Seeds glorious seeds…

And speaking of germination rates, there’s a handy guide in Knott’s Handbook for Vegetable Growers, 2nd ed. (new York; John Wiley and Sons, 1980) that lists the duration of seed viability for most commonly grown vegetables.  I consulted this list as I assessed my seed stock from previous years and prepared my orders for this year. How liberating it is to toss so many of those wrinkled, shopworn and half-filled packets of seeds into the trash. There seems to be as much promise and hope in throwing things away as in obtaining new. What follows is a shortened seed viability list of some garden staples:

Some common seed viability rates in years:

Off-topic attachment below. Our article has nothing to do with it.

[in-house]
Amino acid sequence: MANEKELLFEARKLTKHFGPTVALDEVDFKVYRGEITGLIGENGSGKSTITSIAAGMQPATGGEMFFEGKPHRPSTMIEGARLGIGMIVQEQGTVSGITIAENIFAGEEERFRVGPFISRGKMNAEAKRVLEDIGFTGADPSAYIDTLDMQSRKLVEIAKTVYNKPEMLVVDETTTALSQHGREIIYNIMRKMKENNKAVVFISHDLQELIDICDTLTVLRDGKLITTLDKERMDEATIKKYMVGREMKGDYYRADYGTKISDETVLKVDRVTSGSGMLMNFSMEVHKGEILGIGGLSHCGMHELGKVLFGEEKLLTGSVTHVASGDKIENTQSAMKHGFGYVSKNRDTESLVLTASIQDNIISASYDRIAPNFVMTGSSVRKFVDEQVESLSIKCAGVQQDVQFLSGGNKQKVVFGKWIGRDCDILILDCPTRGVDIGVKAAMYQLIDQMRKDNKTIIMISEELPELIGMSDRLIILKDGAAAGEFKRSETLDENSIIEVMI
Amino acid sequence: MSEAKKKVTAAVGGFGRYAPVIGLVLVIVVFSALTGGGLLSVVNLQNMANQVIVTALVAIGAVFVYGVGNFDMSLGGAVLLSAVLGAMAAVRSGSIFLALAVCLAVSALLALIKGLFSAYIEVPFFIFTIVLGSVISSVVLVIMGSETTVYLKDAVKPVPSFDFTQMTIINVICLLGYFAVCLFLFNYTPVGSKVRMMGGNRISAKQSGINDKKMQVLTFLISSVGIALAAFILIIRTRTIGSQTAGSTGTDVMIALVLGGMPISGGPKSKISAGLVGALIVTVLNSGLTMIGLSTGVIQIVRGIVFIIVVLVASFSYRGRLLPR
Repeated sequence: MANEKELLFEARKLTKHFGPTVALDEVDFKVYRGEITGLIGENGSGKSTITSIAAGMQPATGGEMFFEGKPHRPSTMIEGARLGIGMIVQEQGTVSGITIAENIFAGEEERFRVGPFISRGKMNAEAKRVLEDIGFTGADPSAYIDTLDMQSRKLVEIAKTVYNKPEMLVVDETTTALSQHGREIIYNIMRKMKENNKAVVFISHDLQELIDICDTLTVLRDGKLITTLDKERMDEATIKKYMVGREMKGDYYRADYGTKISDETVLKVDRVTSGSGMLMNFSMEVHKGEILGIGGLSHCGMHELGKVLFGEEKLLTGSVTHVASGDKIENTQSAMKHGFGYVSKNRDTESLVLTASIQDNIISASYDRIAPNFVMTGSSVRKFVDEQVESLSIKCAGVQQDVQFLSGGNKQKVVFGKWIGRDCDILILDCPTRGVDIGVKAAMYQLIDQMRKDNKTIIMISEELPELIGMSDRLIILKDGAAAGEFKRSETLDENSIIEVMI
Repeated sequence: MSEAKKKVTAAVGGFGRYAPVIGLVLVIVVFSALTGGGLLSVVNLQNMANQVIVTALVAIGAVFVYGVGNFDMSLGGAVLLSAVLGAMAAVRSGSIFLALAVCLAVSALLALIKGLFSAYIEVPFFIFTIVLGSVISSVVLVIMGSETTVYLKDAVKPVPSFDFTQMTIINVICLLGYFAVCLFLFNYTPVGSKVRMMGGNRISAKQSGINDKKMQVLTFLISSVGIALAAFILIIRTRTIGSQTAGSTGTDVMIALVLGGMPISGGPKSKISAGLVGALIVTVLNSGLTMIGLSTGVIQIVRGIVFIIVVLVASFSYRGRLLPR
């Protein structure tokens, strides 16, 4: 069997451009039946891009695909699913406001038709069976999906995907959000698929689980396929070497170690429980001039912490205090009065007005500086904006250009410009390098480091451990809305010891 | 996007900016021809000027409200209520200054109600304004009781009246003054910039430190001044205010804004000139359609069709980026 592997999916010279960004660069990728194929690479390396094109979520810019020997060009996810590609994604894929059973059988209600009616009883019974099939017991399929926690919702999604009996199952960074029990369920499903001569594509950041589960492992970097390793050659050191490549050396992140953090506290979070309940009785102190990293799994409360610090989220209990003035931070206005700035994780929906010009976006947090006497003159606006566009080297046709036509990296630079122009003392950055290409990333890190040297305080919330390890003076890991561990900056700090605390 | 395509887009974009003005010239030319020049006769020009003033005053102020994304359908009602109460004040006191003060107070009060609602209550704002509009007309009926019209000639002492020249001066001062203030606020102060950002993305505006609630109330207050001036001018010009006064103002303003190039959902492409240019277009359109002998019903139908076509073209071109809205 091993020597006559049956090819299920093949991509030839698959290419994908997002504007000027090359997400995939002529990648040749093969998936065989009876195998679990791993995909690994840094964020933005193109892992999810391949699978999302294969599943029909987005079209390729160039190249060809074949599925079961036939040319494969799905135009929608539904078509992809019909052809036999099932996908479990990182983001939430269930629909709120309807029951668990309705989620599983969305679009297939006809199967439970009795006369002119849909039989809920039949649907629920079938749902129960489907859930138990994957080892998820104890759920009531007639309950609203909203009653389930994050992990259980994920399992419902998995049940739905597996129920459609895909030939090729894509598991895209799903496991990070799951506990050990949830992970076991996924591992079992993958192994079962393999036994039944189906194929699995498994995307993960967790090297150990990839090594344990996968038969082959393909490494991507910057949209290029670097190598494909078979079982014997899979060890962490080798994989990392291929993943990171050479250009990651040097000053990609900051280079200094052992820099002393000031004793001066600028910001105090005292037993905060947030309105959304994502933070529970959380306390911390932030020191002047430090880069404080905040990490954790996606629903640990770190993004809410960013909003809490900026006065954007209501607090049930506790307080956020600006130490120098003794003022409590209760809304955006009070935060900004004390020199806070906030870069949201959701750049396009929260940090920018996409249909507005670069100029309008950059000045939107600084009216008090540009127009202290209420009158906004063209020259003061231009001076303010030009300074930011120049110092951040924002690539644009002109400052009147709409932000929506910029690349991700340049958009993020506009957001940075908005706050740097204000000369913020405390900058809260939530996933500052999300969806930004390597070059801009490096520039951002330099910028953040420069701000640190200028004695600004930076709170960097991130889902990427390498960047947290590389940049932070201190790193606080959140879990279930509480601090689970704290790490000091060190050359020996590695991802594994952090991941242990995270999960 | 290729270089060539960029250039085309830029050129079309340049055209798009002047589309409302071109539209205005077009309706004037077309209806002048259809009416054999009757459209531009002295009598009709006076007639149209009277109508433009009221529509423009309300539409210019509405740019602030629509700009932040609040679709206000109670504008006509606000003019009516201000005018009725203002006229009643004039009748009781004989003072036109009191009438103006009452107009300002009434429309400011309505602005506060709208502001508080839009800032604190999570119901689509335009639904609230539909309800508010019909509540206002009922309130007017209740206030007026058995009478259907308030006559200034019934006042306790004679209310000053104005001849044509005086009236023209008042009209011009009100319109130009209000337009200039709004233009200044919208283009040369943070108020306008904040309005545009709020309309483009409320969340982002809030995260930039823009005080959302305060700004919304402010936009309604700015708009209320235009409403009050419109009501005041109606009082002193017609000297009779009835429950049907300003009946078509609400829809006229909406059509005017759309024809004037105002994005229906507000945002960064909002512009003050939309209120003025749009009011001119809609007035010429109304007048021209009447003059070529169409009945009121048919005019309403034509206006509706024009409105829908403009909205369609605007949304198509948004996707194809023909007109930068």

• Beans                                3 yrs.
  • Beets                                 4 yrs.
  • Brussels Sprouts          5 yrs.
  • Carrots                             3 yrs.
  • Cauliflower                     5 yrs.
  • Corn                                  2 yrs.
  • Cucumbers                     5 yrs.
  • Eggplant                           5 yrs.
  • Leeks                                 3 yrs.
  • Lettuce                             5 yrs.
  • Onions                              1 yr.
  • Parsley                             1 yr.
  • Peas                                   3 yrs.
  • Peppers                            2 yrs.
  • Pumpkins                        4 yrs.
  • Radishes                          5 yrs.
  • Spinach                            5 yrs.
  • Squash                              4 yrs.
  • Swiss Chard                    4 yrs.
  • Tomatoes                        4 yrs.
  • Watermelon                   4 yrs.

A penny for your thoughts.

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